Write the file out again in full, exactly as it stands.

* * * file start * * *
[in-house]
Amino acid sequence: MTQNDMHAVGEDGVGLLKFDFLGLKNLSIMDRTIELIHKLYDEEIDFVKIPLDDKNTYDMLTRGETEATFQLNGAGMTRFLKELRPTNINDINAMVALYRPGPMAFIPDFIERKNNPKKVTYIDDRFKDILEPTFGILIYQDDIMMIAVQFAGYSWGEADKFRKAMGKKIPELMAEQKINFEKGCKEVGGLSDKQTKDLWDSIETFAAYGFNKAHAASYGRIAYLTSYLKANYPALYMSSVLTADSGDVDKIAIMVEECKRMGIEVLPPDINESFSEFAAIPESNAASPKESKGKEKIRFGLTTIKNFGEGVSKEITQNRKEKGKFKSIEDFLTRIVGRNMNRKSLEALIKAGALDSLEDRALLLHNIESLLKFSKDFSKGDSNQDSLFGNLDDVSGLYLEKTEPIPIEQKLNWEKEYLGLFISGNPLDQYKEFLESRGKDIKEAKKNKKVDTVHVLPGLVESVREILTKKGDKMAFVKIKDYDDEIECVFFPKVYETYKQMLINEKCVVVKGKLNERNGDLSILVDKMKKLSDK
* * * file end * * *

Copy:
[in-house]
Amino acid sequence: MTQNDMHAVGEDGVGLLKFDFLGLKNLSIMDRTIELIHKLYDEEIDFVKIPLDDKNTYDMLTRGETEATFQLNGAGMTRFLKELRPTNINDINAMVALYRPGPMAFIPDFIERKNNPKKVTYIDDRFKDILEPTFGILIYQDDIMMIAVQFAGYSWGEADKFRKAMGKKIPELMAEQKINFEKGCKEVGGLSDKQTKDLWDSIETFAAYGFNKAHAASYGRIAYLTSYLKANYPALYMSSVLTADSGDVDKIAIMVEECKRMGIEVLPPDINESFSEFAAIPESNAASPKESKGKEKIRFGLTTIKNFGEGVSKEITQNRKEKGKFKSIEDFLTRIVGRNMNRKSLEALIKAGALDSLEDRALLLHNIESLLKFSKDFSKGDSNQDSLFGNLDDVSGLYLEKTEPIPIEQKLNWEKEYLGLFISGNPLDQYKEFLESRGKDIKEAKKNKKVDTVHVLPGLVESVREILTKKGDKMAFVKIKDYDDEIECVFFPKVYETYKQMLINEKCVVVKGKLNERNGDLSILVDKMKKLSDK